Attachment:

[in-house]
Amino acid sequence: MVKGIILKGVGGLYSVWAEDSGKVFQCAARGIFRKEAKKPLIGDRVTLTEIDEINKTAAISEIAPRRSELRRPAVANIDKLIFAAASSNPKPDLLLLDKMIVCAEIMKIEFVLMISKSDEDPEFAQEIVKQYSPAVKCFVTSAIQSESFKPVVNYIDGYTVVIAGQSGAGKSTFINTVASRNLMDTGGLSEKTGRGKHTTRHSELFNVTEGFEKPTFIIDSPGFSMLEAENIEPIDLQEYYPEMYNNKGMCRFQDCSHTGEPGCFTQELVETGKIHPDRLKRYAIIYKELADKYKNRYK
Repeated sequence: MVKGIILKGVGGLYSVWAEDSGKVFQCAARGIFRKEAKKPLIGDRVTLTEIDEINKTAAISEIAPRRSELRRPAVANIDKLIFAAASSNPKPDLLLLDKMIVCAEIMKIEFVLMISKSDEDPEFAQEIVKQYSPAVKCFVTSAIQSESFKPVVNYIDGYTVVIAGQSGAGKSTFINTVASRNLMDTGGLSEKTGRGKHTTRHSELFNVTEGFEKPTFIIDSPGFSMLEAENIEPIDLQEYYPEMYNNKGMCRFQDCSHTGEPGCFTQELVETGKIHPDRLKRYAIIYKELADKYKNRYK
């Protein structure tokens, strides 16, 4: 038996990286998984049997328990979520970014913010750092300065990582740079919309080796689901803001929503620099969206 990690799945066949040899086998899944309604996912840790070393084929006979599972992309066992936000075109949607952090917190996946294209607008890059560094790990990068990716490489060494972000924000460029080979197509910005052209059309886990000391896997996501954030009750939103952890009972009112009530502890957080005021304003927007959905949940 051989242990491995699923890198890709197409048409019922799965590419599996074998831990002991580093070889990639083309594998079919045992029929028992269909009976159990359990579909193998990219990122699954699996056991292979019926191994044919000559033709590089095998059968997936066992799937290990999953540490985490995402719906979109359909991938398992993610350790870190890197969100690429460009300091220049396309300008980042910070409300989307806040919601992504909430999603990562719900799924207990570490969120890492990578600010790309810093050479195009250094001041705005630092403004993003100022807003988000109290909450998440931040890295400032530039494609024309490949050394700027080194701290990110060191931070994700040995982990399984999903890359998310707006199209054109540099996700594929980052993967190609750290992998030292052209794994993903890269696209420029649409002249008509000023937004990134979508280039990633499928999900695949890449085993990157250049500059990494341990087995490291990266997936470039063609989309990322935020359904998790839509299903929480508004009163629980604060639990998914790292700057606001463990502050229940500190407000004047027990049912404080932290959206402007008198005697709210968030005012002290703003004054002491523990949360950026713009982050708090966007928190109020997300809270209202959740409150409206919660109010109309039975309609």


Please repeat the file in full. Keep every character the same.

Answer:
[in-house]
Amino acid sequence: MVKGIILKGVGGLYSVWAEDSGKVFQCAARGIFRKEAKKPLIGDRVTLTEIDEINKTAAISEIAPRRSELRRPAVANIDKLIFAAASSNPKPDLLLLDKMIVCAEIMKIEFVLMISKSDEDPEFAQEIVKQYSPAVKCFVTSAIQSESFKPVVNYIDGYTVVIAGQSGAGKSTFINTVASRNLMDTGGLSEKTGRGKHTTRHSELFNVTEGFEKPTFIIDSPGFSMLEAENIEPIDLQEYYPEMYNNKGMCRFQDCSHTGEPGCFTQELVETGKIHPDRLKRYAIIYKELADKYKNRYK
Repeated sequence: MVKGIILKGVGGLYSVWAEDSGKVFQCAARGIFRKEAKKPLIGDRVTLTEIDEINKTAAISEIAPRRSELRRPAVANIDKLIFAAASSNPKPDLLLLDKMIVCAEIMKIEFVLMISKSDEDPEFAQEIVKQYSPAVKCFVTSAIQSESFKPVVNYIDGYTVVIAGQSGAGKSTFINTVASRNLMDTGGLSEKTGRGKHTTRHSELFNVTEGFEKPTFIIDSPGFSMLEAENIEPIDLQEYYPEMYNNKGMCRFQDCSHTGEPGCFTQELVETGKIHPDRLKRYAIIYKELADKYKNRYK
């Protein structure tokens, strides 16, 4: 038996990286998984049997328990979520970014913010750092300065990582740079919309080796689901803001929503620099969206 990690799945066949040899086998899944309604996912840790070393084929006979599972992309066992936000075109949607952090917190996946294209607008890059560094790990990068990716490489060494972000924000460029080979197509910005052209059309886990000391896997996501954030009750939103952890009972009112009530502890957080005021304003927007959905949940 051989242990491995699923890198890709197409048409019922799965590419599996074998831990002991580093070889990639083309594998079919045992029929028992269909009976159990359990579909193998990219990122699954699996056991292979019926191994044919000559033709590089095998059968997936066992799937290990999953540490985490995402719906979109359909991938398992993610350790870190890197969100690429460009300091220049396309300008980042910070409300989307806040919601992504909430999603990562719900799924207990570490969120890492990578600010790309810093050479195009250094001041705005630092403004993003100022807003988000109290909450998440931040890295400032530039494609024309490949050394700027080194701290990110060191931070994700040995982990399984999903890359998310707006199209054109540099996700594929980052993967190609750290992998030292052209794994993903890269696209420029649409002249008509000023937004990134979508280039990633499928999900695949890449085993990157250049500059990494341990087995490291990266997936470039063609989309990322935020359904998790839509299903929480508004009163629980604060639990998914790292700057606001463990502050229940500190407000004047027990049912404080932290959206402007008198005697709210968030005012002290703003004054002491523990949360950026713009982050708090966007928190109020997300809270209202959740409150409206919660109010109309039975309609």